The purpose of this special issue is to encourage and promote research at the cutting edge of our knowledge regarding the linkage between institutions and entrepreneurship. Evidence suggests that entrepreneurial activity has declined over the last 15 years in advanced countries (Porter, 2018). In contrast, entrepreneurial activity appears to be on the increase in emerging economies. The changing rates of entrepreneurial activity across countries and regions suggest the need for more in-depth research to help us better understand the impact of country-level factors, of which institutions is one of the most critical.
Three closely related themes are of particular interest for this special issue. First, institutions influence entrepreneurial activity. The impact of institutions on international entrepreneurship is increasingly salient with the rise of entrepreneurial activities in emerging economies. Some scholars proposed an institutional escapism view that new ventures and firms from emerging economies internationalize to escape from underdeveloped home institutions. Yet, others reported that a weak institutional environment can actually provide unique opportunities and resources for new ventures to engage in internationalization. Additional research by scholars would help us to explain how weak institutions encourage international entrepreneurial activity.
Second, institutions evolve; new venture creation and internationalization is a type of strategic adaptation to institutional evolution and changes. As outward foreign direct investment from emerging economies increases, new ventures created during institutional transition are playing an increasingly important role. How these ventures in evolving institutions obtain their international knowledge and formulate and execute their global strategy warrants scholarly attention.
Third, institutions and entrepreneurship co-evolve; new ventures created in adaptation to institutional changes also contribute to and reinforce the institutional evolution. Yet, we have limited knowledge about channels of the interplay between entrepreneurship in emerging economies and their diverse and complex institutions, and the mechanisms for these channels to function properly. As for multinational enterprises competing in such “fluid” institutional environments, incorporating entrepreneurship into their global strategy is critical to compete locally, particularly in platform industries. More importantly, how entrepreneurs potentially serve as a bridge between formal and informal institutions is of special interest; however, unanswered questions about this bridge in both the international business and international entrepreneurship literatures remain.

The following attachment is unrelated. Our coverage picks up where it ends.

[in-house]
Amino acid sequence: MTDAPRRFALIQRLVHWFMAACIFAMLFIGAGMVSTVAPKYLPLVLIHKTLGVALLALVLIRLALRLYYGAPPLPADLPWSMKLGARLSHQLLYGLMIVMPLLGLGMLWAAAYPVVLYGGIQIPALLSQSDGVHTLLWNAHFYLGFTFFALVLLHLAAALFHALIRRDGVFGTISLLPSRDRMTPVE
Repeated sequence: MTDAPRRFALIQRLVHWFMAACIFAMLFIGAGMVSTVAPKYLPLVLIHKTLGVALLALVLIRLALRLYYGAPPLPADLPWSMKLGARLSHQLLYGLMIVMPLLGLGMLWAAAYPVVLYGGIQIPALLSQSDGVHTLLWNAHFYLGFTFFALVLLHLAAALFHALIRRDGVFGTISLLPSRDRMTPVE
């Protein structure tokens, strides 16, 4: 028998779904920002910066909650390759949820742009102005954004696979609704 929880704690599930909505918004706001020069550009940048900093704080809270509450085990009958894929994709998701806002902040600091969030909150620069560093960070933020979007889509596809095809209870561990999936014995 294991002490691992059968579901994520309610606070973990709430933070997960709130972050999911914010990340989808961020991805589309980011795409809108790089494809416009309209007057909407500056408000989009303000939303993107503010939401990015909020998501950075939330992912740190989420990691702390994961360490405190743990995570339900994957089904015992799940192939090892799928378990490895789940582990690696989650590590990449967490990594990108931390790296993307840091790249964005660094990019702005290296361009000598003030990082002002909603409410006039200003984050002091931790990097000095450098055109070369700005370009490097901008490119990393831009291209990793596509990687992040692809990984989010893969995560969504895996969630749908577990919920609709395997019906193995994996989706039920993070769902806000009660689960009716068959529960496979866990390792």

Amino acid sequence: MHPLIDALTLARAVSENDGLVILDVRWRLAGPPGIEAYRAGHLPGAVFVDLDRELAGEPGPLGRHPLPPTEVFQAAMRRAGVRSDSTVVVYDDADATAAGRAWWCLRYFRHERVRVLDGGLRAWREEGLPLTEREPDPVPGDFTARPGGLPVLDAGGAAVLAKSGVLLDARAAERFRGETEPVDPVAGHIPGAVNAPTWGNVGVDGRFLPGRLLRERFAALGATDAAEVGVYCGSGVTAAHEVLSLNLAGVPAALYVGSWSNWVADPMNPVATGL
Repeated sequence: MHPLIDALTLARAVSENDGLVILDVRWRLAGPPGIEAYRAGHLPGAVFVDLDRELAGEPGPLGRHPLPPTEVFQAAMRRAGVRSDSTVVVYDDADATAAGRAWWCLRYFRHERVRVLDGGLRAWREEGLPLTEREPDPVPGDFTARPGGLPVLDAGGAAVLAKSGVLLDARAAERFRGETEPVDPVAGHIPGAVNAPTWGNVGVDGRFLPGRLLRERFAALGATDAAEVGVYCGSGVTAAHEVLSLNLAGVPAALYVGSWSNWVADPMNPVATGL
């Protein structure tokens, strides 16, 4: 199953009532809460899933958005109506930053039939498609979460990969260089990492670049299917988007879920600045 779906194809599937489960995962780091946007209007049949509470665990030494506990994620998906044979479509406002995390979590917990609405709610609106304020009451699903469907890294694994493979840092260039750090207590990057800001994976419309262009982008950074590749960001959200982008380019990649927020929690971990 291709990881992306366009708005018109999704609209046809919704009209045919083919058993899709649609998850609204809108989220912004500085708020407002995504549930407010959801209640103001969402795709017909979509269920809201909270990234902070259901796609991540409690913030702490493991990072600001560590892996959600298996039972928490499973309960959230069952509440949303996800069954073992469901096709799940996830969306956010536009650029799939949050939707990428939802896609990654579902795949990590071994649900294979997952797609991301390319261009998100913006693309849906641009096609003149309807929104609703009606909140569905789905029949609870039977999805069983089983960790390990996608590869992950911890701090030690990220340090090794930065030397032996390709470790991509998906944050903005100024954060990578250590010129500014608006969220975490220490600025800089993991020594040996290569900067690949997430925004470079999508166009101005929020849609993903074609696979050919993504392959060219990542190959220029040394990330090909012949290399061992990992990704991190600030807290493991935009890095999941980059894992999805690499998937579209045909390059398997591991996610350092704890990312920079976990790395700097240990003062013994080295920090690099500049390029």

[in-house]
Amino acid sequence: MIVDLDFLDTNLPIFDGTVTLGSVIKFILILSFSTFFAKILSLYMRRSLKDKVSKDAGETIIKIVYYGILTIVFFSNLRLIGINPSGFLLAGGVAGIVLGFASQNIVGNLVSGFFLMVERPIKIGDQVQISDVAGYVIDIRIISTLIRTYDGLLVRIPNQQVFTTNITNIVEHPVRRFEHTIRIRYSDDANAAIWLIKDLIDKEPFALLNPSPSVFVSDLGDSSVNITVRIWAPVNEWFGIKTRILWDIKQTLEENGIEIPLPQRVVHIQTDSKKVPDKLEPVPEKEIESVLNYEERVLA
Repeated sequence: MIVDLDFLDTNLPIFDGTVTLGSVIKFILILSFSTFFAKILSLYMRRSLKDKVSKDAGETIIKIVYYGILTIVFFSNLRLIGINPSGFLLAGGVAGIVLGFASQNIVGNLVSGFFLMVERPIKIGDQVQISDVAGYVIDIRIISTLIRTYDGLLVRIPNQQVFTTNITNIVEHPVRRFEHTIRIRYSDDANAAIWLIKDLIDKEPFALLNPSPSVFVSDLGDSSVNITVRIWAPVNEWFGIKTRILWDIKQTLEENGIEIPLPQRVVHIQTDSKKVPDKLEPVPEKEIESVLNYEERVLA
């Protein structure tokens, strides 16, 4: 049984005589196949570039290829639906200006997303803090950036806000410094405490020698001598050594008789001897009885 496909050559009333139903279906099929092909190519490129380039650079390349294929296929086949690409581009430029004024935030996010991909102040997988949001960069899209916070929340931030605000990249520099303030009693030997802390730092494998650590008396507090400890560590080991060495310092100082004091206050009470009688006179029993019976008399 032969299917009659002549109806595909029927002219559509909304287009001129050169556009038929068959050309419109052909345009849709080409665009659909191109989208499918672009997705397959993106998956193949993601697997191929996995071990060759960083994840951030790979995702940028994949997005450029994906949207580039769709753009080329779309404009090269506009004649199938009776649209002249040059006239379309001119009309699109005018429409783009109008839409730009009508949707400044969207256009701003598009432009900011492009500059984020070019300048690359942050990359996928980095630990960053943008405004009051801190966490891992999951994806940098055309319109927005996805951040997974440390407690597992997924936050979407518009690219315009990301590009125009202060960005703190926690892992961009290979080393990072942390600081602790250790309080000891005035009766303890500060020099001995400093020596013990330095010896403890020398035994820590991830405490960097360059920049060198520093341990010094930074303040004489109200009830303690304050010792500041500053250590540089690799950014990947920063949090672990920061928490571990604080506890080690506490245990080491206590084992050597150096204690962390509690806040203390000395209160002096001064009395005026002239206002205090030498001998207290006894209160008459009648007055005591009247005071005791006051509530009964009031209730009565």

There are many research questions requiring attention to inform our scholarly research, managerial practice, and public policies helping us to better understand the interrelationship between institutions and entrepreneurship in the current global economy. We encourage authors to draw from and to integrate insights from multiple disciplines to prepare their work. We anticipate that submissions for this special issue will break new conceptual ground to address real-world phenomena regarding entrepreneurship within diverse institutional environments. In line with the Journal’s mission, submissions should examine cross-border activities occurring in multiple countries, provide a comparison and contrasting of activities across national borders, or discuss the impact of the context on firms’ strategies.
Submission window: August 15, 2019 - August 31, 2019